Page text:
Hengari threatens to sue police chief for N$2 million over unlawful detention

Stefanus Nashama

Inna Hengari, the Popular Democratic Movement’s Member of Parliament, has revealed her intention to sue the Inspector General of the Namibian Police, Lieutenant General Joseph Shikongo, for N$2 million.

The intended lawsuit follows Hengari’s alleged unlawful arrest and detention by the police and the subsequent partial prosecution on charges that were withdrawn on 15 August 2023.

According to a letter addressed to Shikongo, by Hengari’s Lawyer, Mesekameneko Tjituri, the civil proceedings are expected to be instituted in the High Court of Namibia on 15 March 2024.

Tjituri stated that his client was unlawfully arrested and detained by the police.

“As the consequence of your members’ unlawful and reprehensible conduct, we herewith notify you in terms of section 39 of the Police Act 19 of 1990, that you are liable to a civil claim by our client for pain and suffering, shock and trauma, loss of proper amenities of life and discomfort and that we shall be instituting civil proceedings in the High Court of Namibia on 15 March 2024 from the date hereof,” stated Tjituri.

Adding that her client (Hengari) will file a claim for damages for N$2 million for the damages she suffered.

Hengari, along with Social Activists Michael Amushelelo and Dimbulukeni Nauyoma were arrested for organising a protest on 21 March 2023, the day Namibia commemorates its Independence.

The protest was against high unemployment in the country, particularly among the youth.

“It is our further instructions that as a consequence of the arrest, our client appeared in the criminal court and was unlawfully, wrongfully, and maliciously prosecuted on charges which the prosecution established did not establish any evidence to sustain the charges proffered.

“We refer to the above matter and herewith inform that we act herein on behalf of our client Ms. Hengari, on whose instructions we address this notice to you in pursuance of the statutory requirements and compliance with a requisite audi principle for the envisaged lawsuit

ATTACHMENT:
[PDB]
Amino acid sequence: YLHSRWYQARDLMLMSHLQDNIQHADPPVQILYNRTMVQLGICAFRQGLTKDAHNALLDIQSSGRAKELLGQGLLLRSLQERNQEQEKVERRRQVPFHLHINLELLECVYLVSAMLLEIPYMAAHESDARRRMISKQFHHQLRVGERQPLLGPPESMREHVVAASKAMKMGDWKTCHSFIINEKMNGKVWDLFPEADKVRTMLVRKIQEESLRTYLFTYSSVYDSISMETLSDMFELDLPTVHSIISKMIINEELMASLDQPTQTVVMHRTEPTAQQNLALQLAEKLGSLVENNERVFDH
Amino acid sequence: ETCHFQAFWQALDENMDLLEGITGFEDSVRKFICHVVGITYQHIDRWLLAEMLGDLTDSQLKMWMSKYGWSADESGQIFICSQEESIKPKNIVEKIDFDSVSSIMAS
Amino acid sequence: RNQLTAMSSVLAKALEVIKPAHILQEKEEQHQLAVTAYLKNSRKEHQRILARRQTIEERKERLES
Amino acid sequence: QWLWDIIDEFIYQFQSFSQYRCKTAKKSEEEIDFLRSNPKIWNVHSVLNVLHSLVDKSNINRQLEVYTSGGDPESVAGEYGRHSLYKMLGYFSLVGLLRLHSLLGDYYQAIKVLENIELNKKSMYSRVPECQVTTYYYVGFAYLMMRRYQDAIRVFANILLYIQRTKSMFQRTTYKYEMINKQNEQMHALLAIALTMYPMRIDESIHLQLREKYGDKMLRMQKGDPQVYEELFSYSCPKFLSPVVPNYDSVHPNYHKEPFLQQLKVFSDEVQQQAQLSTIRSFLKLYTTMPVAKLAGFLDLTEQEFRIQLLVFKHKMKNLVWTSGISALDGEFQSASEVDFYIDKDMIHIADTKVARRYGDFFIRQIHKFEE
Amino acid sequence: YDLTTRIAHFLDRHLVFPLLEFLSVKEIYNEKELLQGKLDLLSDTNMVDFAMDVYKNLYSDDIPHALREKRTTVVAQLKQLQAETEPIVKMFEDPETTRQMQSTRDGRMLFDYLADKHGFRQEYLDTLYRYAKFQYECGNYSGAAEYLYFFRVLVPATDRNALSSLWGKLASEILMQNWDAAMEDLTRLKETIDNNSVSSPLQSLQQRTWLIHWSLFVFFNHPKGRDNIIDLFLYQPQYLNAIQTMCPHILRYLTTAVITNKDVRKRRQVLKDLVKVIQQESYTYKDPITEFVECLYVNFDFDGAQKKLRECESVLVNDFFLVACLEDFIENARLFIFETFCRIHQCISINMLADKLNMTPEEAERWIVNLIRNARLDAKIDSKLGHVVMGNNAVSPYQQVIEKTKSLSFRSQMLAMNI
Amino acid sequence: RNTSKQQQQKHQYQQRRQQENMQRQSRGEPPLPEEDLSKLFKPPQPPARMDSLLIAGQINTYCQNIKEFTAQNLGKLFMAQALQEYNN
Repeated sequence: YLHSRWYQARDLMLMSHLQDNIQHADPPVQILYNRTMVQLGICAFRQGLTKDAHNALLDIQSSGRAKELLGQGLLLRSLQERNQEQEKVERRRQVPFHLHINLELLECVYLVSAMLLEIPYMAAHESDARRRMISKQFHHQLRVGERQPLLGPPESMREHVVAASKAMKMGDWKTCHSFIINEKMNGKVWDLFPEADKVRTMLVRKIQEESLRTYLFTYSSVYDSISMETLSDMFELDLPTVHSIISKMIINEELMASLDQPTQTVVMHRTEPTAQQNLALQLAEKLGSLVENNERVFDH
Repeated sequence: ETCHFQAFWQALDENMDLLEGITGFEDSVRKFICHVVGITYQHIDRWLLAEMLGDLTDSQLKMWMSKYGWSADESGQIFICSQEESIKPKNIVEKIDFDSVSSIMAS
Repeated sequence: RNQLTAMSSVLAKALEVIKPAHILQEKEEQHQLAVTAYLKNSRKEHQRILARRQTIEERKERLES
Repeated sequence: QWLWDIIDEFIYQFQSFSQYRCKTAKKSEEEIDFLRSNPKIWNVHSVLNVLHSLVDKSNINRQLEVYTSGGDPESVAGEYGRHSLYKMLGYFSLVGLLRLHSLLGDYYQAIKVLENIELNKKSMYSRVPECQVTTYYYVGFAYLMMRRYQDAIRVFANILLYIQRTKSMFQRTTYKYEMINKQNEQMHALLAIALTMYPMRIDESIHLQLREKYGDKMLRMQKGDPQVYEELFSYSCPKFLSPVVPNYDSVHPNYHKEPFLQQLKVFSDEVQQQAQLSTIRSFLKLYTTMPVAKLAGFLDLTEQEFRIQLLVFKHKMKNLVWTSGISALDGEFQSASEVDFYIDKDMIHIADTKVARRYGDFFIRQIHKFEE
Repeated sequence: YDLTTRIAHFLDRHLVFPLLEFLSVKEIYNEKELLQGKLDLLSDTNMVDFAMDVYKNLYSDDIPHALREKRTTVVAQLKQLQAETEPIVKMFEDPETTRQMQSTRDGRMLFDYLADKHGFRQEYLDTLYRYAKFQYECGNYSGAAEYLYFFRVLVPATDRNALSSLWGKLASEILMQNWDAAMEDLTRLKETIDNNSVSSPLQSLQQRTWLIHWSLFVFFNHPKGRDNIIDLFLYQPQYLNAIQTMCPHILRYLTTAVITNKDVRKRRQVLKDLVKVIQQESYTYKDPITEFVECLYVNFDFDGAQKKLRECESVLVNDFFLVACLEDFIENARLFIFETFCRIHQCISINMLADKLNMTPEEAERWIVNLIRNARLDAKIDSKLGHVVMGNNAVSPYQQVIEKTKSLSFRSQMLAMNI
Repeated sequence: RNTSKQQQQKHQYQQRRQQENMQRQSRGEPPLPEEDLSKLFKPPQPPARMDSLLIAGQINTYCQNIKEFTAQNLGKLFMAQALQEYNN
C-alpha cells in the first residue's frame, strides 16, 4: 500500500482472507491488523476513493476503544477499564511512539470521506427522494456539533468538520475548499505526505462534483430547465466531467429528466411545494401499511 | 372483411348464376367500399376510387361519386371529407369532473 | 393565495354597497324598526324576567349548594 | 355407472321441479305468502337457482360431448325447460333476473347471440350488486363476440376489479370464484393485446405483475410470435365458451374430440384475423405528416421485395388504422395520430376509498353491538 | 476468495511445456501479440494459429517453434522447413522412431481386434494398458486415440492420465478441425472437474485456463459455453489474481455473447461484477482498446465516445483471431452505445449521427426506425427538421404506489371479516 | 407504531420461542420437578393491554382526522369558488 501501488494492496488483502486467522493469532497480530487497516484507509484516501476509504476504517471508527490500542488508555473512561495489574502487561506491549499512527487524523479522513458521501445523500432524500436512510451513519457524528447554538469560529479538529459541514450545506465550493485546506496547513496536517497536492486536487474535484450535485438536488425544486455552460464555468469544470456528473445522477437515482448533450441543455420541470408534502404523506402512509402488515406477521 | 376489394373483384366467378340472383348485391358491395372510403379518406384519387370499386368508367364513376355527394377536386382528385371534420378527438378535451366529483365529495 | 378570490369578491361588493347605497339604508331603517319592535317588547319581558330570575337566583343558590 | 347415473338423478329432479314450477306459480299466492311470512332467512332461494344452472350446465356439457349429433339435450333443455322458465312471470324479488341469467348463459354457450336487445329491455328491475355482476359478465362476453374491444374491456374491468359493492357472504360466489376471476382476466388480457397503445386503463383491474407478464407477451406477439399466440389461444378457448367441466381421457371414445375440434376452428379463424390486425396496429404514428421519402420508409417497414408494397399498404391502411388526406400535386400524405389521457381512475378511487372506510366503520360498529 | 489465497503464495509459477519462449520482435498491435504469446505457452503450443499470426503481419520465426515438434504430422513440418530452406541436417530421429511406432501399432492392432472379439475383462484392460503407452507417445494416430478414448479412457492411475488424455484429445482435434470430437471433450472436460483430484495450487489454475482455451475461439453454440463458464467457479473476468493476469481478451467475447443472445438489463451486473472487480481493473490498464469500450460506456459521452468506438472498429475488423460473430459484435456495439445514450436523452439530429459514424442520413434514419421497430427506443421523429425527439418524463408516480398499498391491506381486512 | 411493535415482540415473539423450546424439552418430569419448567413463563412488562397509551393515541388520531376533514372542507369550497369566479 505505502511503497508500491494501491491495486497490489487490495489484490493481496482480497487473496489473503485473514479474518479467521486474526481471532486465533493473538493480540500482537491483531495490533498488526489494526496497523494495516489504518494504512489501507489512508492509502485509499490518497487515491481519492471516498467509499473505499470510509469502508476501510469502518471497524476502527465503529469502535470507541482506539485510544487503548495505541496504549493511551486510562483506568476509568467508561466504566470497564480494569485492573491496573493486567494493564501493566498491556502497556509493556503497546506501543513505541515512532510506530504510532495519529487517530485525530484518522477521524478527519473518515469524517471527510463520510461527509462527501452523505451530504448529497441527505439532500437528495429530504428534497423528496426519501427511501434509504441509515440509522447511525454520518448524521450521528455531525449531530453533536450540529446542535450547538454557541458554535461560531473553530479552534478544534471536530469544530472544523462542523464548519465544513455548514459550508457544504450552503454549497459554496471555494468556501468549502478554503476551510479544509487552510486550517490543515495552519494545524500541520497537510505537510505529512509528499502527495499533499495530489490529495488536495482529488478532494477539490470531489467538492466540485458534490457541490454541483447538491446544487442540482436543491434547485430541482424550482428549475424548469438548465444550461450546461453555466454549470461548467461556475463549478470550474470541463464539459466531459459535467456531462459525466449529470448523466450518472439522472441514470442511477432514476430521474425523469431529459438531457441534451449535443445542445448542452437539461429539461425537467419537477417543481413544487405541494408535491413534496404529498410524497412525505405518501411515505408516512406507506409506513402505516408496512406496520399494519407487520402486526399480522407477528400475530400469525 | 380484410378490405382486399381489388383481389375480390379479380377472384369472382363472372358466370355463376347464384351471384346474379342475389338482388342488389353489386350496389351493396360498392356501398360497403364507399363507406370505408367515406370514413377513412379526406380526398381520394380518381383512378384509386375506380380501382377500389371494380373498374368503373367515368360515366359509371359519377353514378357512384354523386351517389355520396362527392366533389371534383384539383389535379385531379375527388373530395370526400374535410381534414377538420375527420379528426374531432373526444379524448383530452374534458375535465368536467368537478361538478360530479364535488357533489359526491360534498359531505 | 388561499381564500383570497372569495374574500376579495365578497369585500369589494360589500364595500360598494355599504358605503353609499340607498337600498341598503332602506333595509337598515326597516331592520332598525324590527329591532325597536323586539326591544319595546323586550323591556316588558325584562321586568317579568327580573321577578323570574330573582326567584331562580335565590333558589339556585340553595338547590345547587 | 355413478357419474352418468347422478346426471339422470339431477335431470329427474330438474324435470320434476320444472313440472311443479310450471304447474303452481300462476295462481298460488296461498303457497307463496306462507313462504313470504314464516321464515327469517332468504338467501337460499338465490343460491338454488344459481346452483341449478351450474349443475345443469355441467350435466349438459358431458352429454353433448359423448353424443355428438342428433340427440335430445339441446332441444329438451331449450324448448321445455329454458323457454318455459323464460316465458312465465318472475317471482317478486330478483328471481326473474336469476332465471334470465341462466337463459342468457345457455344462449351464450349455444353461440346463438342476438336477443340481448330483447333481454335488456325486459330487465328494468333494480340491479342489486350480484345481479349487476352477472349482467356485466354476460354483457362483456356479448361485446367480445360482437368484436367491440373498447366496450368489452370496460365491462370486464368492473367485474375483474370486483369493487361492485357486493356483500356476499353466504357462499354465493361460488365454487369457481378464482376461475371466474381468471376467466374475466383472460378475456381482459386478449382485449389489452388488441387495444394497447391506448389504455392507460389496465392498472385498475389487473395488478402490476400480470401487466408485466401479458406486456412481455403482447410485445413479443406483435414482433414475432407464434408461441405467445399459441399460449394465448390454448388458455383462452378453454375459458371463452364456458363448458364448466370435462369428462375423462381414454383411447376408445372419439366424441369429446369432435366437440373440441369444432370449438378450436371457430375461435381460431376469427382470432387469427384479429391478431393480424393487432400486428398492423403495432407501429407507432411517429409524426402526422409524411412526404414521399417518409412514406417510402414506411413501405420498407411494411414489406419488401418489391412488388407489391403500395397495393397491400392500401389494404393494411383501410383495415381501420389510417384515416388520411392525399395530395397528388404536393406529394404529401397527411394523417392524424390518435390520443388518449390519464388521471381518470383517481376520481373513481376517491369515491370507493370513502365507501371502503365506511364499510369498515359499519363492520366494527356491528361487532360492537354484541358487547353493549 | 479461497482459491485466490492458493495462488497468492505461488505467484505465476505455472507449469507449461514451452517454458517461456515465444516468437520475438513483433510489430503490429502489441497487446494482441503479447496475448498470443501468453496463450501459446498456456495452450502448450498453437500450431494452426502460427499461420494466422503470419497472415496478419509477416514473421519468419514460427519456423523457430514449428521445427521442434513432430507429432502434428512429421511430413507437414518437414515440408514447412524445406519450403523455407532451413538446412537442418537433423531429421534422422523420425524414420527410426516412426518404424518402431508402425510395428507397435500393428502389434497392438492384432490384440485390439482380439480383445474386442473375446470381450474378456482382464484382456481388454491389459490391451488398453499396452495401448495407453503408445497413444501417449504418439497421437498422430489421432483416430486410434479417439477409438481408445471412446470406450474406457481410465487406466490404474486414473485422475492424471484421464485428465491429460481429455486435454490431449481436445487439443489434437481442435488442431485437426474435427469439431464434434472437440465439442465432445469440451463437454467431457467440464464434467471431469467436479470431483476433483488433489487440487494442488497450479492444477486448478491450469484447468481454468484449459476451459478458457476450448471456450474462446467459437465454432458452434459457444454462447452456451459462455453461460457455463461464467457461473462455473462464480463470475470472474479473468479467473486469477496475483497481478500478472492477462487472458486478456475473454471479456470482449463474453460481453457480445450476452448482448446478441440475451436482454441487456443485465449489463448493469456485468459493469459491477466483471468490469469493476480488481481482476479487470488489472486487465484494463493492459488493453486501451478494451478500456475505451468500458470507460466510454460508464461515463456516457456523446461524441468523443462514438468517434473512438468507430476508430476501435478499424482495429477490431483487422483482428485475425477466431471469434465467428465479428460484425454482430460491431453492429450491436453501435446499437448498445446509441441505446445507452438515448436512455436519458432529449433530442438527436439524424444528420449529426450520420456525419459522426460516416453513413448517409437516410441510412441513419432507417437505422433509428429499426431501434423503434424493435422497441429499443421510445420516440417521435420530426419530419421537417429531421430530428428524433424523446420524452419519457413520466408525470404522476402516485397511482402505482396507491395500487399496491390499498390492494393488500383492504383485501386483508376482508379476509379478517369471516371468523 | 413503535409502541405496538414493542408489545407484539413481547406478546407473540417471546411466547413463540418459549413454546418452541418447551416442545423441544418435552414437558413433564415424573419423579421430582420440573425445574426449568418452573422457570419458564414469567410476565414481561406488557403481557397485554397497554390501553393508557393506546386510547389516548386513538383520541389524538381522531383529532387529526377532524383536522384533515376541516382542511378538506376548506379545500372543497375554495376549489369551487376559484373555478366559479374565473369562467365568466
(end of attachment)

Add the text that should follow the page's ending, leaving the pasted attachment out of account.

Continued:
“Our instructions are to inform you as we hereby do that on or about the 21st day of March 2023, at Otjomuise Police Station (Windhoek), members (or a member) of the Namibian Police, acting in your name, place, and stead, and under your direct command and instructions conducted an unlawful and wrongful arrest of our aforesaid client, he further said.

According to Tjituri, the police officers did not have reasonable or probable cause to conduct the arrest of Hengari and did so in utter misuse of power and outside the jurisdictional facts of the arrest.

During her detention, Hengari was further held in police holding cells at Klein Windhoek Police Station for nine days, in contravention of the requisite jurisdictional facts, he added.

At the same time, Tjituri extended an invitation to Shikongo, to make any reasonable and acceptable offer or to engage in an amicable settlement and negotiation to avert legal proceedings before 15 March 2024.

Speaking to Windhoek Observer yesterday, Hengari said she is suing Inspector-General Shikongo, and should the matter go to trial, the Prosecutor-General will be a respondent.

The parliamentarian said she challenges systems not merely for the sake of winning, but rather because if she, or any other Namibian, can become a victim of the law’s misuse, abuse, or arbitrary application, so can the downtrodden in society.

“Our challenge is important, as failure to do so would permit the unchecked, unjust arrest, and malicious persecution of dissenting voices in our country,” she stated.

Hengari further stressed she refuses to stand by and witness the erosion of constitutional democracy.

“We are committed to safeguarding it vigorously, and if it necessitates seeking vindication through the courts, so be it, she added.

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